By Fredrik Rütter

It has been 30 years since the first performance of Peer Gynt by Norwegian author Henrik Ibsen on the shore of Gålå Lake, which is situated in the heart of the mountain chain where the play is set. This year’s Peer Gynt Festival in August featured a new production of the Ibsen piece, directed by Marit Moum Aune, who was previously involved in two ballets by the Norwegian National Ballet, based on Ibsen’s Ghosts and Hedda Gabler. Aune’s staging of Peer Gynt includes choreography by Silas Henriksen, a soloist from the Norwegian National Ballet. Another company soloist, Grete Sofie Borud Nybakken, was cast as Solveig, the play’s main female character.

Henriksen was also onstage, dancing the inner thoughts of Peer Gynt, while an actor played the actual character. It was a good idea, but it did not work out through the whole play; it is not easy to find the right way to express another person’s feelings and mood, and Henrikson often was only walking slowly around looking very introverted. Nybakken was both actor and dancer for her role as Solveig, who waits for her lover to return to their Norwegian home after he has been travelling the world trying to find himself. In the case of Peer Gynt, that takes a lifetime. Nybakken had some very nice solos with long lines and high extensions, some danced in the water, which covered parts of the stage. Having two dancers as part of the cast gave the performance an extra dimension.

Just before the dancers of the Norwegian National Ballet could leave for a very deserved vacation at the end of June, they danced an evening titled White Nights. The title reflected two things: the ballets on the program and the bright white nights in Scandinavia at this time of the year.

The evening opened with the white act from La Bayadère, The Kingdom of the Shades, which is always a challenge for the female corps de ballet. The entrance coming down the inclined ramp is really tough, and the 24 women have to dance in unison, but they pulled it off with bravura. As Nikiya, Maria Kochetkova had fantastic technique, and though she is tiny she managed to make her lines seem neverending. Partnering her must be a joy, and Yoel Carreño as Solor was a great match.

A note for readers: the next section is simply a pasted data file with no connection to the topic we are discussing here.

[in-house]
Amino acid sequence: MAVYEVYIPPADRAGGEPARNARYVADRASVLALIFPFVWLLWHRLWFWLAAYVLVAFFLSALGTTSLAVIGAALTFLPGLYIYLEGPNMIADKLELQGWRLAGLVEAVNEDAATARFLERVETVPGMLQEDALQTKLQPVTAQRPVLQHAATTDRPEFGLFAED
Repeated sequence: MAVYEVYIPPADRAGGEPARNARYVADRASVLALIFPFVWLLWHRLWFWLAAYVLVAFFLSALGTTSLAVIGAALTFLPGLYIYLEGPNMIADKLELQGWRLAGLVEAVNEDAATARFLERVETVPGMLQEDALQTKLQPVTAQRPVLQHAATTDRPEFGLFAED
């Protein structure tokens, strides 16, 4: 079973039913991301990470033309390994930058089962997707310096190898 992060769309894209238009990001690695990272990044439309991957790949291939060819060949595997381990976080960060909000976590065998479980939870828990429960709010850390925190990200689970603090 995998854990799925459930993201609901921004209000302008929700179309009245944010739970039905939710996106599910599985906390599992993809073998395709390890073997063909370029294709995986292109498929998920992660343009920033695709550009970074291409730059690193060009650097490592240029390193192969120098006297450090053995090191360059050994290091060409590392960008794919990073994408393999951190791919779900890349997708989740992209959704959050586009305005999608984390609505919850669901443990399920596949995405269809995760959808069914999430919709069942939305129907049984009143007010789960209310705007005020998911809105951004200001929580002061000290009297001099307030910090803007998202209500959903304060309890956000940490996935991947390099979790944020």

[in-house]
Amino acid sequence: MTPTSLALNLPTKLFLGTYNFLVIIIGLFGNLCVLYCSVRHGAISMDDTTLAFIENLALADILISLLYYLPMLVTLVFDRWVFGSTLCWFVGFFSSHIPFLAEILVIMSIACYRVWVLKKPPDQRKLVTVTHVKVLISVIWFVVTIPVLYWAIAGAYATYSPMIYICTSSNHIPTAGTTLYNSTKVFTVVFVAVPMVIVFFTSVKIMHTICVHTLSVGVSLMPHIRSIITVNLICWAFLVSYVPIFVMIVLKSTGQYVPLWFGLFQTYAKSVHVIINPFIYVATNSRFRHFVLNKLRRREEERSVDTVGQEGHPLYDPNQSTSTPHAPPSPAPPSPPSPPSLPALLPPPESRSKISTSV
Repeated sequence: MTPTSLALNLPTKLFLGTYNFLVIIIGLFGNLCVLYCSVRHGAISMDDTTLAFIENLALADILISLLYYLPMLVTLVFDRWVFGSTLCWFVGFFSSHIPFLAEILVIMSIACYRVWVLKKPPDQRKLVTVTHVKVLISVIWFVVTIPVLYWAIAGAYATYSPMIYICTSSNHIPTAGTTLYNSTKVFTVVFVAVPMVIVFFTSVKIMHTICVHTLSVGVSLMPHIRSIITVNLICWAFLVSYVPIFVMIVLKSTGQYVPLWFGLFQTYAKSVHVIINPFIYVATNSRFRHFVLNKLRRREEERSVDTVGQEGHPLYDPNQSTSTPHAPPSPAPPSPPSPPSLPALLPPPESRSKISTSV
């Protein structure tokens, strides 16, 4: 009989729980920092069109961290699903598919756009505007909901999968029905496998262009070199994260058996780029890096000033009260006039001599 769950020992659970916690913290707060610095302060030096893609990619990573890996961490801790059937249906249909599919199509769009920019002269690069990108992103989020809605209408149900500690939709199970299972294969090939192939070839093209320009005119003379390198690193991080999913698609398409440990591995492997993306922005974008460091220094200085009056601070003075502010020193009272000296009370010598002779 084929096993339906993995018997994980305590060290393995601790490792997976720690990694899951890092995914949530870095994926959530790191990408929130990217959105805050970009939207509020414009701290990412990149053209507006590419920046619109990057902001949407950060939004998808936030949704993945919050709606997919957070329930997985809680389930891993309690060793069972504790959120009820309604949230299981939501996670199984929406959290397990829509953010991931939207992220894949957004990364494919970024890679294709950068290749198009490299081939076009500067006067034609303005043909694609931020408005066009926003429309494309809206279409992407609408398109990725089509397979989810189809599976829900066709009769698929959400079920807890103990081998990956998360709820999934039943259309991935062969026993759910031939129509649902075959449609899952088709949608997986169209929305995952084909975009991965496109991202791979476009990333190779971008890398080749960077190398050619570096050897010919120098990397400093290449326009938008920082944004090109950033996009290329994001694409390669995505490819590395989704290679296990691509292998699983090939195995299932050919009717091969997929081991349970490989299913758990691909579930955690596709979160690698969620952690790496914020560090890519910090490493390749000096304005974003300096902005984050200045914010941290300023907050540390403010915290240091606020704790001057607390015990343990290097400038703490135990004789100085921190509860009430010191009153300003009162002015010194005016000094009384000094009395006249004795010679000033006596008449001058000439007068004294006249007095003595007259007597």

The men were challenged when the curtain opened for Secus by Mr. Gaga, Ohad Naharin, for 17 male dancers and one female, Melissa Hough. Naharin’s choreographic language is explosive, wild and energetic. In his works, the dancers have only one thing to do: go all in. This is not a story ballet, but small short stories emerge. Some have humour — for instance, at one point not everybody on the stage is feeling well — and one can see the contours of everyday life. The short moment Hough was onstage, she threw herself into the dance with a fearless force.

The last piece on the program was George Balanchine’s Symphony in C, which has been in the repertoire of the company since 1967. It was staged by Patricia Neary, a former New York City Ballet dancer who has been long active with the Balanchine Trust and has been a frequent guest to Oslo over many years, staging several Balanchine ballets here.

In this ballet, both the soloists and the corps de ballet have opportunities to shine. In the first movement, Whitney Jensen and Ricardo Castellanos gave the impression they were having great fun, and the chemistry between them was impeccable. The tempo in this movement was fast, which might have been the reason that the corps did not keep up the whole time. Nybakken, in the adagio movement, danced with an expression on her face like an ice queen, which did not suit the mood of the movement, though Philip Currell was an excellent partner.

During the third movement, the Japanese couple Leyna Magbutay and Gakuro Matsui went for extreme speed, and they managed to transfer their enthusiasm to the audience. Eugenie Skilnand and Douwe Dekkers had the advantage of enthusiasm in the fourth movement, which they performed beautifully, with the whole cast in the grand coda easily following the quick baton of conductor Per Kristian Skalstad. When music and dance is performed this way, it is a joy to have the privilege to sit in the audience.


Norwegian National Ballet’s Grete Sofie Borud Nybakken (as Solveig, running in the middle ground) in Ibsen’s Peer Gynt, directed by Marit Moum Aune, choreographed by Silas Henriksen
Photo: Bård Gundersen